Breaking the stigma of suicide

NORFOLK, Va. (WAVY) – It is one of the last great taboos in our culture: Suicide. It goes against our primal survival instincts and moral and religious teachings, but one local community is breaking the silence and sending a message of hope.

Perhaps you have seen the red ribbons all over the Larchmont area of Norfolk or on Facebook. The red ribbons are for Sarah Peterson, and they are breaking the silence of suicide.

Photos: Red ribbons for Sarah

With her bright blonde hair and a smile that lit up a room, Sarah seemed to have it all.

“We’re so fortunate to have had her for 15 years and she was such a wonderful, wonderful daughter,” said Eric Peterson.

Sarah was a track star, honor roll student and had recently received the Girl Scout’s highest award.  She had friends, everywhere.

“I think we found out the extent of that even more at her funeral when we were overwhelmed by the support of so many different groups of people,” said Michelle Peterson, Sarah’s mother.

By all accounts, her parents did all they could.

“We really feel if we had more time with the treatment, we would have gotten there,” Eric told

It all happened so fast. The family had no inkling anything was wrong until December, when Michelle opened Sarah’s bedroom door to say ‘goodnight.’

“I was just going to say ‘I’m going to bed now, good night, I love you,’ and she was cutting her arm,” said Michelle.

Immediately, they got Sarah help. She stayed in acute care for eight days while her parents and doctors created a treatment plan. Just weeks later, on Jan. 16, Sarah hanged herself at home. Eric found her in her bedroom.

“I’m just sad for her that she had to feel such pain, such pain that she felt there was no way out of it other than to take her life,” he said.

Sarah did not die right away. Rescue workers restarted her heart, and rushed her to the hospital.

It was then, in the family’s darkest hours, something bright and wonderful happened.

“We’ve had red ribbons strung up throughout Larchmont just red, red, red,” said Madison Finke, a friend.

Sarah’s favorite color popped up everywhere: Hundreds of ribbons on front doors, and trees. First in Norfolk, then around the world via Facebook.

“The red ribbons are obviously the very outward visible symbol of the caring that has been offered to us,” said Michelle.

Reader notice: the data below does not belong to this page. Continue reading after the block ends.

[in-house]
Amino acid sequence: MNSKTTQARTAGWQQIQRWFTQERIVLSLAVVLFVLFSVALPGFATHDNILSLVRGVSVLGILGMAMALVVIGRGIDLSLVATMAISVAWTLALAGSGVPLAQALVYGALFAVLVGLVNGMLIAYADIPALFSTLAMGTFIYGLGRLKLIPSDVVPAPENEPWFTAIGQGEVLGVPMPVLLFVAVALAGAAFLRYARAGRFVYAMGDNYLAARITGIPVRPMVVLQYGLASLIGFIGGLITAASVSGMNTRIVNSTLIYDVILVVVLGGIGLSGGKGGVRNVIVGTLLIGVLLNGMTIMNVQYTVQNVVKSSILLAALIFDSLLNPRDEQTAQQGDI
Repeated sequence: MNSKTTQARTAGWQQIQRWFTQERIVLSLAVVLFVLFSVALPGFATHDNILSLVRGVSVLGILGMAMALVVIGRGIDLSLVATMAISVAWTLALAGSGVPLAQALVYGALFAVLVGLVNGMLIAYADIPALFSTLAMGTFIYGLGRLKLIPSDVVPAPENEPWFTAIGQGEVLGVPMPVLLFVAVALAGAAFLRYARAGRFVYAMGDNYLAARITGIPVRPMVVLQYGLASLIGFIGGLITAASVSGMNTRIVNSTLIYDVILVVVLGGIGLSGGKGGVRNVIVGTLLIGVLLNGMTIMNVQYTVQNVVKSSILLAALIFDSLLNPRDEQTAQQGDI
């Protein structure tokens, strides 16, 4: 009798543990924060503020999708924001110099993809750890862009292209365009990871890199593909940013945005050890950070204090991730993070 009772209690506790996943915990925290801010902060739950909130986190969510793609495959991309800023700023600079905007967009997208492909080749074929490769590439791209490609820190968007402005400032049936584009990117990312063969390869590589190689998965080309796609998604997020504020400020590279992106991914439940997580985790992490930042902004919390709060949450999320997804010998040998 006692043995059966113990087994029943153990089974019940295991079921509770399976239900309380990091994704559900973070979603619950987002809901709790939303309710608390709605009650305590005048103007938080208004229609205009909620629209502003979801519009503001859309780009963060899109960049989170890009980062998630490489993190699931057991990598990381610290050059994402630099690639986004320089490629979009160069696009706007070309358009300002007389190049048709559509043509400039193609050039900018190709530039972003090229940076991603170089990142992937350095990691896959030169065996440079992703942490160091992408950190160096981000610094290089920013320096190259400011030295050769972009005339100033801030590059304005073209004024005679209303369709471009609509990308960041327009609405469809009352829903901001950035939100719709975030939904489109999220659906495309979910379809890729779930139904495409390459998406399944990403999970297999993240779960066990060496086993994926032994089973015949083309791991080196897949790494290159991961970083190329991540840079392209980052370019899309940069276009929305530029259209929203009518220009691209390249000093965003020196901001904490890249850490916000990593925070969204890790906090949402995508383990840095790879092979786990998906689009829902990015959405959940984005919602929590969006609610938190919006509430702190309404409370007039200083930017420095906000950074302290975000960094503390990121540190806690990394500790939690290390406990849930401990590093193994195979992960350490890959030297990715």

All of those different groups Sarah had touched now wanted to help. Initially, the red ribbons were a sign of hope for Sarah’s survival but weeks after her death, most remain. They are piquing curiosity and encouraging conversations that were once considered taboo.

“We’ve had very frank conversations about it and that’s what parents should be doing with their kids,” said Dawn Peters, a friend.

The red ribbons now symbolize a new hope. The Petersons are creating a foundation in Sarah’s name to address education and research for teen depression.

“Nothing will bring Sarah back, we know that, or make it better for us, but truly if it can keep any other family from going through this that would be a good thing,” said Eric.

And a way for Sarah to continue bringing people together, ending the secrets, squelching the shame, and breaking the stigma of suicide.


10 On Your Side resources and information:

-Survivors of Suicide Support: SOS is a place to find refuge, hope and healing. This support group, open to all who are surviving the loss of a loved one to suicide, serves as a beacon for those on the long journey from darkness to light.

  • The Hampton Roads S.O.S. Group is offered as a community service at no charge and is sponsored by Maryview Behavioral Medicine Center. Monthly meetings are held every third Wednesday 7 p.m. to 9 p.m. at: St Andrew Lutheran Church, 4811 High Street West, Portsmouth, VA. For more information or to register before attending call Chris Gilchrist, L.C.S.W. at 757-483-5111.
  • SOS Williamsburg meets the first Thursday of each month from 7 p.m. to 8:30 p.m. at Hospice House located at 4445 Powhatan Parkway, Williamsburg. For more information, contact Charlotte Moyler at 757-903-1641 or email at

Recognizing Teen Depression

Virginia Suicide Prevention resources

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